Published: October 2010
Publisher: Scholastic Inc.
It's the near future - the very near future - and the fossil fuels are running out. No gas. No oil. Which means no driving. No heat. Supermarkets are empty. Malls have shut down. Life has just become more local than we ever knew it could be.
Nobody expected the end to come this fast. And in the small town of Spring Valley, decisions that once seemed easy are quickly becoming matters of life and death. There is hope - there has to be hope - just there are also sacrifices that need to be made, and a whole society that needs to be rethought.
Teens like Niki, Tom, and Gwen may find what they need to survive. But their lives are never going to be the same again.
I was really excited about this book when I first read the blurb, and I actually did a giveaway for it a while back even before reading the book. That's how optimistic I was. And yes, I judged it on the cover, but I also thought it sounded really interesting. Maybe it's because I've lived through two hurricanes when I was down in Texas, and I know how panicked people become when there's no gas, no electricity, no grocery stores or modern conveniences. I thought Empty would take that type of situation and stretch it beyond a few weeks, take it into a future without any hope of those things coming back.
Sadly, that wasn't the case.
Empty follows three teens, Niki, Tom, and Gwen as they struggle to adjust to their new world, where gas is $40-$100 a gallon. Of the three Gwen was the least annoying. Her mom had bailed on her and her older brother was into black market goods. When she's left without shelter, she doesn't go all pity-party, instead she keeps going, and just happens to completely luck out by finding a self-sustaining house. Tom was okay, but in an economy where gas is that expensive I didn't understand why he would want to spend all of his money in order to drive and see a girl he wasn't even sure liked him back. And what high school kid, from a single parent middle class family has that kind of money? Why was he so worried about gas, when they didn't even have food??! Niki was the worst. She was selfish, annoying, and selfish, and...selfish. She had zero redeeming qualities.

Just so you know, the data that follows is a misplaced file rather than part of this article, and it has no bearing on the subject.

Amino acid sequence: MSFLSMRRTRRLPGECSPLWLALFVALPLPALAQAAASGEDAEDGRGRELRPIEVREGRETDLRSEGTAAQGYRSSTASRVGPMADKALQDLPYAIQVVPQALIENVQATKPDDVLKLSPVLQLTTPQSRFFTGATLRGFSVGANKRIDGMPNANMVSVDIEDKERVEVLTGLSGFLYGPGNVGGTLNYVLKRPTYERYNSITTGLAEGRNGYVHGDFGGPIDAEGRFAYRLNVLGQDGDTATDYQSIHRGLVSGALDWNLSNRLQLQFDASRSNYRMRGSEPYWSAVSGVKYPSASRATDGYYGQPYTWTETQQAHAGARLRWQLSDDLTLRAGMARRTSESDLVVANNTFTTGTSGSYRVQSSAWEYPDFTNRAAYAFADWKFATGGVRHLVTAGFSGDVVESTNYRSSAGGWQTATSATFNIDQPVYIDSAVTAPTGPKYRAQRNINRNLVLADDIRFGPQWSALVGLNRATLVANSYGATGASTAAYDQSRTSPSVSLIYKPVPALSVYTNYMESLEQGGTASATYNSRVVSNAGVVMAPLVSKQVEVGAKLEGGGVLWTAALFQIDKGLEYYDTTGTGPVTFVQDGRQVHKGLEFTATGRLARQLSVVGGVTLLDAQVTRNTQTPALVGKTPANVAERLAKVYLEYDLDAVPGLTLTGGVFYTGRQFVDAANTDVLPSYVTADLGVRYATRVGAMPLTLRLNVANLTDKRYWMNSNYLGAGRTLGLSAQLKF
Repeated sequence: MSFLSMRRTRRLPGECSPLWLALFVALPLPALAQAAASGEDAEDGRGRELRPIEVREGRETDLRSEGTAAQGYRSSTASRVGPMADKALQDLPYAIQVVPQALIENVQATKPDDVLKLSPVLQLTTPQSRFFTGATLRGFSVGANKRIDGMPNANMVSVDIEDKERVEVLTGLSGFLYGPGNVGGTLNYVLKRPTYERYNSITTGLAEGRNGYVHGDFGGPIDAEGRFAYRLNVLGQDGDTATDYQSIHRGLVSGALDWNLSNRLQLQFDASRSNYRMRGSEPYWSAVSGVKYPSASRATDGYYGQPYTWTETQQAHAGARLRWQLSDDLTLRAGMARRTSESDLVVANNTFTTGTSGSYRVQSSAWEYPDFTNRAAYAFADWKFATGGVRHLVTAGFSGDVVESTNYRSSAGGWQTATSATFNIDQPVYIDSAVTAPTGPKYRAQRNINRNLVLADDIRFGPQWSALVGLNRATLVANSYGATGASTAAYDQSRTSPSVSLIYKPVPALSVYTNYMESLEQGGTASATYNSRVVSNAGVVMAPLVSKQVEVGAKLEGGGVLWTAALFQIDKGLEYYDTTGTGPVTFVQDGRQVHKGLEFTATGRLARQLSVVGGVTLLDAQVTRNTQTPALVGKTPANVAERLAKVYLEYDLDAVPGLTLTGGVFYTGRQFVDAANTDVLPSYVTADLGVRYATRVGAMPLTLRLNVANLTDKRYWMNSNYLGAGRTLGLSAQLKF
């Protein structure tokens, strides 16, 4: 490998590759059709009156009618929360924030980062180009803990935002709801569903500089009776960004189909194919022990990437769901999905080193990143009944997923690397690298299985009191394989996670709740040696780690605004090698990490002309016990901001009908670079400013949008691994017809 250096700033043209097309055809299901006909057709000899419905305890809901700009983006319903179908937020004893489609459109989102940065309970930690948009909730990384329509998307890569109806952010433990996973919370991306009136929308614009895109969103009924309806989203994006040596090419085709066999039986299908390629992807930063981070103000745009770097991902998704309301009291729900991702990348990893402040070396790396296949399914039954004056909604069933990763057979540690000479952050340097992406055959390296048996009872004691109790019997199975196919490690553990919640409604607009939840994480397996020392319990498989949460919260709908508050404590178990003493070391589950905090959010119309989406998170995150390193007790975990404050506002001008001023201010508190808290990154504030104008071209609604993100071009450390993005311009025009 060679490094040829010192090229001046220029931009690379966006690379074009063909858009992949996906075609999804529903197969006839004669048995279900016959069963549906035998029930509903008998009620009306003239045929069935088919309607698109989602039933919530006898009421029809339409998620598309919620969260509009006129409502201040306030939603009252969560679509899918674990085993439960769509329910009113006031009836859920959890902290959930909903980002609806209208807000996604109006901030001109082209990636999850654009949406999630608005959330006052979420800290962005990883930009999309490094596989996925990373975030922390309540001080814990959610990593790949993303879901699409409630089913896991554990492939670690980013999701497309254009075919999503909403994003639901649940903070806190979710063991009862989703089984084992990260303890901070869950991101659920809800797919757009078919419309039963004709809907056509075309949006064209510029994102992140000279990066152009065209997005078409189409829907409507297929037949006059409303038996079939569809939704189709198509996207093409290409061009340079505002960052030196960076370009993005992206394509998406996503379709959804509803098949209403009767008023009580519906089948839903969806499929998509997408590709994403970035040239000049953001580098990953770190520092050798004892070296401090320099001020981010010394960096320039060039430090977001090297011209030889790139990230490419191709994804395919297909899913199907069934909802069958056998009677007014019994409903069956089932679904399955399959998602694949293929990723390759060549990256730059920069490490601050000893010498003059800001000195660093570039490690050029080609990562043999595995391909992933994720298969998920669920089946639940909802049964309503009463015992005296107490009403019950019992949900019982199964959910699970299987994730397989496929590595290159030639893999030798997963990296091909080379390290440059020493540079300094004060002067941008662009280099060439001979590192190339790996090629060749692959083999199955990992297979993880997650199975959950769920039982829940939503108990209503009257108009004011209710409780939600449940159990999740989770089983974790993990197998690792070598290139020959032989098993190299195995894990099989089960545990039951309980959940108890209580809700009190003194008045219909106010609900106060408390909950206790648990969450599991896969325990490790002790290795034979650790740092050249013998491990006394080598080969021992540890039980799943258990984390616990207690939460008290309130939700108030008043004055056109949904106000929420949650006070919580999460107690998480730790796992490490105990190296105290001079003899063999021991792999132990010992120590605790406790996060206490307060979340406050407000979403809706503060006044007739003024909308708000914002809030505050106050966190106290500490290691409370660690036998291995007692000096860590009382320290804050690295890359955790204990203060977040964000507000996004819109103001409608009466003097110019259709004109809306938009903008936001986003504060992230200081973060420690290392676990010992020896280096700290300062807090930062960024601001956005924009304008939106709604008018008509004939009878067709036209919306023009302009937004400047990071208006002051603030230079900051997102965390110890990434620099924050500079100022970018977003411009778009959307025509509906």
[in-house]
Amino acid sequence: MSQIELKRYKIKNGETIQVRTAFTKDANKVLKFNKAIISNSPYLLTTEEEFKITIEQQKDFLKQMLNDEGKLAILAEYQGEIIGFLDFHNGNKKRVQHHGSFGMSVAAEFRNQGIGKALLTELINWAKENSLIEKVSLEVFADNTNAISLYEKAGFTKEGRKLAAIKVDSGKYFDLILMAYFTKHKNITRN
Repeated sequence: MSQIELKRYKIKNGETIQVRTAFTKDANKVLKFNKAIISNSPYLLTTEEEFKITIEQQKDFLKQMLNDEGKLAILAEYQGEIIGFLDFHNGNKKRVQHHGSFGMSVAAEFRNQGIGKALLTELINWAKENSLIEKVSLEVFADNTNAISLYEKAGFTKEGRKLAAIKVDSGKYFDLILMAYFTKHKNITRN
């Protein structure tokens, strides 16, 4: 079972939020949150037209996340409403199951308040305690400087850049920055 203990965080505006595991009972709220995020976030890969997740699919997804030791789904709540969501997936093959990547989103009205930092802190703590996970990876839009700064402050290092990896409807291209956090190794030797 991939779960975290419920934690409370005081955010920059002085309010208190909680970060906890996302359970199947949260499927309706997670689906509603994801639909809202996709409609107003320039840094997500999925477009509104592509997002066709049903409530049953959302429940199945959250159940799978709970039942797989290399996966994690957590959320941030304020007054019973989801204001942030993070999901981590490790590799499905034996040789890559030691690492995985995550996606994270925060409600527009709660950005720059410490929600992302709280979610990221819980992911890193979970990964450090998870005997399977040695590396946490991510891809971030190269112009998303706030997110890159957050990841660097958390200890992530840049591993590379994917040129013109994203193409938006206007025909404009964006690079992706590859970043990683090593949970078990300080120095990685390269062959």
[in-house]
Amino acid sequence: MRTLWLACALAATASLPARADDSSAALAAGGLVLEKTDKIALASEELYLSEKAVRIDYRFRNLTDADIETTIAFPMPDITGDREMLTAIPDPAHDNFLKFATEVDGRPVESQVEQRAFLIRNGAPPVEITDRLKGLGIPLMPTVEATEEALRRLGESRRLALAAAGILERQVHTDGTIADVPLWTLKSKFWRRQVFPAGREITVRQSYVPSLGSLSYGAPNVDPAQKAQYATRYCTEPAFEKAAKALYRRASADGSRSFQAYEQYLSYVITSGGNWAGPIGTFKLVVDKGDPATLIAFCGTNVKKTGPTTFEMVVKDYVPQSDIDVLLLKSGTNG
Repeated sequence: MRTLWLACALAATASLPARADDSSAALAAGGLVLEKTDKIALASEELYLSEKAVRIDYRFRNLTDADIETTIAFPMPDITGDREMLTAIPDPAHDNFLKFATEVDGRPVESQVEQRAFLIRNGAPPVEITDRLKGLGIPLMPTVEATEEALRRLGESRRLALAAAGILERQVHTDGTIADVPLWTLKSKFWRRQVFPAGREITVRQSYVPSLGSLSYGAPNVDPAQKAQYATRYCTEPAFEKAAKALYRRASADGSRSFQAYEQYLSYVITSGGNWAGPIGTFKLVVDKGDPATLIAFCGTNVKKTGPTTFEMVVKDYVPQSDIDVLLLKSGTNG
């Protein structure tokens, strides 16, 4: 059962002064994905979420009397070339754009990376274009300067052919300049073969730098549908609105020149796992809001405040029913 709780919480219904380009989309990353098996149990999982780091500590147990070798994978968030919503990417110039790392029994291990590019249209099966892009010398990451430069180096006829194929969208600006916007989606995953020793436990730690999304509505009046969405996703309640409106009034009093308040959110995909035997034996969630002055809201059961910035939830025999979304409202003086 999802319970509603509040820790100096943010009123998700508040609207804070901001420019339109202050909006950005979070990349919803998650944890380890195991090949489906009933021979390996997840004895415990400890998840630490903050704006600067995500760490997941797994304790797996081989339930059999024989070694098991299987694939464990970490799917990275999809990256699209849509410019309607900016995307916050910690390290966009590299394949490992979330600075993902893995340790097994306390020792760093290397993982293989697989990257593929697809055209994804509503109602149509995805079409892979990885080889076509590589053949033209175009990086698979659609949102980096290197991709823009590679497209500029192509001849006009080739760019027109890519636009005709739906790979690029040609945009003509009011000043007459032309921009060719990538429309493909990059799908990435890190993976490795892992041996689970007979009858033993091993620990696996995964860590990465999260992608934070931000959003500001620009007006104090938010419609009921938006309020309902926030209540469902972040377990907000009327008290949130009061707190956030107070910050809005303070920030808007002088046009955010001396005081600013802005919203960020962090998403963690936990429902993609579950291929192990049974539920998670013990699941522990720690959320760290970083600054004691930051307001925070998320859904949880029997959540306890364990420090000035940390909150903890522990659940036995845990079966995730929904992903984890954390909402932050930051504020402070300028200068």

I would guess that Weyn has never lived through a disaster, such as a hurricane, where there is widespread damage, where there is no gas for even a week, where grocery stores have no electricity. She had her students whining about how boring school was because they couldn't use tablets. When my students came back to school and there was no electricity, they were grateful, because it was better than being inside their flooded, tree covered homes. I'm going to stop myself, because I could go on about-I'm stopping! But this possible lack of understanding is exactly why Weyn probably added in a super hurricane. Stronger than even a cat 5. ARGH! I'm stopping!
The book was not horrible. It was written well, and was an extremely fast read. I think I was down within a couple of hours. It obviously has a clear and strong environmental, conservationist message. If you don't mind being lectured on how much better it is to use alternative energy sources then you'll probably love this. If you're like me and want something that shows the hardships of life without everything we know and rely on then skip it.